This period in our lives is unprecedented.  You may struggle with how much you are – or are not – affected by all that is happening in our society right now.  There is no denying we are all impacted on some level by all of this.

There are, however, some things that are within your control. One of these is your breath.  According to Susan Short, of Touching Sky Meditation, “Your ability to focus your mind solely on your breath for extended periods of time takes practice and discipline, but it is possible.  I would say it is also priceless.”

Susan goes on to tell us, “Learning how to meditate could be the one thing that keeps you calm and anchored when circumstances around you are not.  Now more than ever this is what we need.”

With that in mind, we invite you to attend a three week series at Pulsation Yoga – Meditation as Refuge. Students may attend any one or all of these meditation workshops. In addition, to best serve you and your needs, we are offering the option to attend in person in Lake Zurich or online, live streaming via Zoom.

Meditation affects the body, mind and spirit

Regular meditation helps to:

  • Reduce stress and tension
  • Increase energy and vitality
  • Improve physical and mental well-being
  • Balance emotional wellness

Spend some time with your community, slowing down and living more mindfully in each moment. In this three week series, you will learn the best supportive posture for your body, how to identify and stay with your breath, and how to quiet your mind.  By the last class, you will have learned how to develop and maintain your home practice.  We will be focusing on mindfulness meditation every week in addition to practicing two alternative forms of meditation.

Words from Susan Short

“You may be feeling as though there is a high level of conflict and fear in the world right now. You may also be feeling that there is little you can do to make things better.  Don’t lose hope.  Join me as we practice together to cultivate more peace in your daily life. You can do your part in your world every day. By practicing daily, you strengthen your compassionate center. You enable yourself to be this peace for others. But first you must practice this peace for you.

“Make the commitment to give this gift to yourself. Plan to attend this series to feel the benefits of mindfulness meditation, metta meditation, and the power of your breath. The more peace we can source, the more balanced our lives will be. The practice taps into this abundant well available to each of us. The more we live mindfully, the more peaceful our inner world will be.”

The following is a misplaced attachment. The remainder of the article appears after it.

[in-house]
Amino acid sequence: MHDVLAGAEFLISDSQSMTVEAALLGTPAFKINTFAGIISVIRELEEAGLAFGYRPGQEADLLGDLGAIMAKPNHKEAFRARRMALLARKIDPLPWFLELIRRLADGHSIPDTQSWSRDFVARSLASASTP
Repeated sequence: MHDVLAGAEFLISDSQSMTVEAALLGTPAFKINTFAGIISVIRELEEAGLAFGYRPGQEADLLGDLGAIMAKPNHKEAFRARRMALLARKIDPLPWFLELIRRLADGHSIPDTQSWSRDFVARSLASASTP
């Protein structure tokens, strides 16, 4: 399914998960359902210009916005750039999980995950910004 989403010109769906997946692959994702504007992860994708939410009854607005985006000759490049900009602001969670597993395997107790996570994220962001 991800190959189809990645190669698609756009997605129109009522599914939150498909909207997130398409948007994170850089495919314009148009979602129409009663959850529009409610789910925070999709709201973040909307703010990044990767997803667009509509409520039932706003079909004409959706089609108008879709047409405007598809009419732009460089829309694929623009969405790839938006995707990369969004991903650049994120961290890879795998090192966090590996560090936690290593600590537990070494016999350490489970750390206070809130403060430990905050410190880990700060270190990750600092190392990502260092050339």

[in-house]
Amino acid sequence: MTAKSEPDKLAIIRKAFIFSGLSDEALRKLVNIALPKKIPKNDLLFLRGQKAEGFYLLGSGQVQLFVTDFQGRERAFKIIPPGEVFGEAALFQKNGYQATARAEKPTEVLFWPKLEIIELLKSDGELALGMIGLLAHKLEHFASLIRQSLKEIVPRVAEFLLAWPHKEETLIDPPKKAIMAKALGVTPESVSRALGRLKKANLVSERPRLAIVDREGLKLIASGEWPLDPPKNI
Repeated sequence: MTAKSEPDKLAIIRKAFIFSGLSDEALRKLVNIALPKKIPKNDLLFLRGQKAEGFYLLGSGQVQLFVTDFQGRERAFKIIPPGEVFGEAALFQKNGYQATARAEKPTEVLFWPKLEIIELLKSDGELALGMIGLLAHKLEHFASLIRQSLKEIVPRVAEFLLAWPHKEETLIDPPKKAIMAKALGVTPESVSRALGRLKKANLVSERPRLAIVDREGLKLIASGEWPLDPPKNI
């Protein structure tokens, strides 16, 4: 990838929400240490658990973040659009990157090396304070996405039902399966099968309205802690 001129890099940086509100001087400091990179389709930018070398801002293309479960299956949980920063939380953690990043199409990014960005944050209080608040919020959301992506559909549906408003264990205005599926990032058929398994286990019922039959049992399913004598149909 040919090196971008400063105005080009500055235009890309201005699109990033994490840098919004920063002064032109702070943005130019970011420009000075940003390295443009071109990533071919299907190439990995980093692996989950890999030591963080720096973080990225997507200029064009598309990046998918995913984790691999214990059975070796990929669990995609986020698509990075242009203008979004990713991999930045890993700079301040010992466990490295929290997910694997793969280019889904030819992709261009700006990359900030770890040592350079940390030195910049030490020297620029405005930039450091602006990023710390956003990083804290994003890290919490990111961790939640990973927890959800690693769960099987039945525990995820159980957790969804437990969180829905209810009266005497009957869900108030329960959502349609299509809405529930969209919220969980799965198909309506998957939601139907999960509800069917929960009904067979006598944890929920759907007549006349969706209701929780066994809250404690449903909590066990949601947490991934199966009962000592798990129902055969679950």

Join Pulsation Yoga and Susan Short Sundays October 11, 18, and 25, 2020 for “Meditation as a Refuge.” Click here for details and registration.

About Susan Short

Focused on treating the complete body, mind and spirit, Susan Short began meditating seventeen years ago. Susan believes the success of counseling, and ultimately life fulfillment, can be enhanced significantly when breath awareness, meditation, and mindfulness are part of the treatment. Susan has a master’s degree in Counseling Psychology from Northwestern University, and she completed a year-long deep study in Meditation Teacher Training. She continues to study at Touching Earth Mindfulness Center in Chicago. Susan works with individuals, couples, and groups throughout the country.

“I was introduced to meditation during a very painful time in my life. At the time I told the teacher that the last thing I needed was one more thing to do.  She responded that in committing to the practice, you will find you have more time; your attention becomes more focused, and you are able to complete tasks more quickly. I was highly skeptical of this, but she was right. Not only was she right about focus, but meditation was also the bridge that brought me back to living life with joy and a deeper awareness and presence in each moment. Now, during the times I ‘forget,’ I am more quickly able to recognize this and make the adjustments necessary to be present. This is a cycle: remembering and being present, forgetting, remembering again, forgetting, and remembering. This is part of what it means to be human. This is the practice.

“This is also why I teach, and this is what I hope you will gain from meditating. It begins with stillness and awareness of your breath: this breath you have never breathed before. When you practice mindfulness meditation, you deepen your commitment to be more present and available for your life.”